One of the key problems for educational reformers during the 19th century, was the creation of a curriculum. A small publishing company called Truman and Smith played a vital role in the first textbooks for American children. Truman and Smith wanted to sell textbooks, but first they had to find someone to write these books. Their search ended with William McGuffey (Payne, The McGuffey Readers). McGuffey had already published his first reader in 1841 that introduced children to his ethical code. The book contained fifty-five lessons and the child modeled in this book was prompt, good, kind, honest and truthful (Payne, The McGuffey Readers). The child depicted in the McGuffey Readers was white and Protestant. The second reader appeared almost simultaneously with the first. It had eighty-five lessons, sixteen pictures, and one hundred sixty pages. There were lessons on a multitude of topics. Children learned about history, biology, and even table manners (Payne, The McGuffey Readers). The secular tone of the McGuffey Reader was unlike any of the other Puritan texts from that era (Sass, 2008). Reformers believed that the moral training of children occurred hand in hand with their academic training. The McGuffey Readers provided the necessary lessons in conjunction with a moral undertone. McGuffey Readers were called “eclectic readers” because they were written from a number of sources. They were considered remarkable literary works and had great influence (Payne). The McGuffey Readers have sold over 100 million copies since 1836 (Church, 1976).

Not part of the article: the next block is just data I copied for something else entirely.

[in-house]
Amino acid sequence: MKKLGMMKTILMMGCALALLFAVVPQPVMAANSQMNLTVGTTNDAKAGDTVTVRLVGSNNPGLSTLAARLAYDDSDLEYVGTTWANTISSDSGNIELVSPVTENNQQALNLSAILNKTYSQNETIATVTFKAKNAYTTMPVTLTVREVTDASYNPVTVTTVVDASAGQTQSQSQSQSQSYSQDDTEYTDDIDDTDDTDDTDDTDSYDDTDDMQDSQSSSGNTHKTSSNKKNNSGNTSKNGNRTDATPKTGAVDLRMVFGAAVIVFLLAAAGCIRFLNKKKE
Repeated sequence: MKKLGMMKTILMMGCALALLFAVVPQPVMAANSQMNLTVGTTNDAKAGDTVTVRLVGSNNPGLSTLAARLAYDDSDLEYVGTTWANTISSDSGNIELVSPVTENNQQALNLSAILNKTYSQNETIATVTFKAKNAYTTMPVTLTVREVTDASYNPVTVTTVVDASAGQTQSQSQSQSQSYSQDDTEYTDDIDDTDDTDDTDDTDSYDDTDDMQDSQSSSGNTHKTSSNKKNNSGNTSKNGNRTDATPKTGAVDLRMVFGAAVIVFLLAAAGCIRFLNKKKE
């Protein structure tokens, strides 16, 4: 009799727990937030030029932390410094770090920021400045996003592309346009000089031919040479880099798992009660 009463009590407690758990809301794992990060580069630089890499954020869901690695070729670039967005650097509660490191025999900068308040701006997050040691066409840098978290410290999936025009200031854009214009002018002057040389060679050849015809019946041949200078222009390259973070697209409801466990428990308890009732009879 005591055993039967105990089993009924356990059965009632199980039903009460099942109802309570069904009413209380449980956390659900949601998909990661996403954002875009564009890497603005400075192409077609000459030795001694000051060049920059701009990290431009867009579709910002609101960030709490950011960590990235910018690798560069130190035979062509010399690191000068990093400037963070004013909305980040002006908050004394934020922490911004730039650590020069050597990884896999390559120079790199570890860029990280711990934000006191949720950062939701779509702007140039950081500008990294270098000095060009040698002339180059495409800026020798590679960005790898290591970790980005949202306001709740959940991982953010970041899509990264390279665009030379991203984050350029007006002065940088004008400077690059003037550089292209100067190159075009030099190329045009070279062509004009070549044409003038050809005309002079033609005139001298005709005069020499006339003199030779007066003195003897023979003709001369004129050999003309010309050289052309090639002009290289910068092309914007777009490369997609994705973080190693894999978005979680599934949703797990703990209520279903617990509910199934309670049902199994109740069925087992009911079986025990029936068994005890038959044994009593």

"The following stanza is copied from page 61 of the edition of 1844 to illustrate the method of presenting words:

    I like to see a lit-tle dog, And pat him on the head; So pret-ti-ly he wags his tail When-ev-er he is fed."

    (Vail, 1911, p. 6)


    The 19th century was a turning point in American education. The beginning of public schools, school reform and state funding were just a few of these changes. Innovators and reformers sought to make education available to the masses and not just to the wealthy and privileged. Innovators and reformers like Horace Mann and William Holmes McGuffey made it possible for common schools to establish themselves as the first public schools in the nation. This era and its innovators paved the way for our public school system as we know it today.



    Church, Robert (1976). Education in the United States, an interpretive history. New York: The Free Press.

    Huntington, Tom (April 2005). School days. Civil War Times, 44(1),14

    Payne, Shannon (No Date Posted). The history of education in America. Retrieved on February 4, 2009 from

    Payne, Shannon (No Date Posted). The mcguffey readers. Retrieved on February 9, 2009 from

    Sass, Edward, Ed.D (2008). American educational history: a hypertext timeline. College of Saint Benedict/Saint John’s University, Retrieved on February 4, 2009 from

    Stone Lantern Films (2001). School: the story of American public education. Presented by KCET/Hollywood. Retrieved February 4, 2009 from

    Stone Lantern Films (2001). School: the story of American public education. Presented by KCET/Hollywood. Retrieved February 4, 2009 from

    Vail, Henry H. (1911). A history of the mcguffey readers. Cleveland: The Burrow Brothers Co., Retrieved on February 9, 2009 from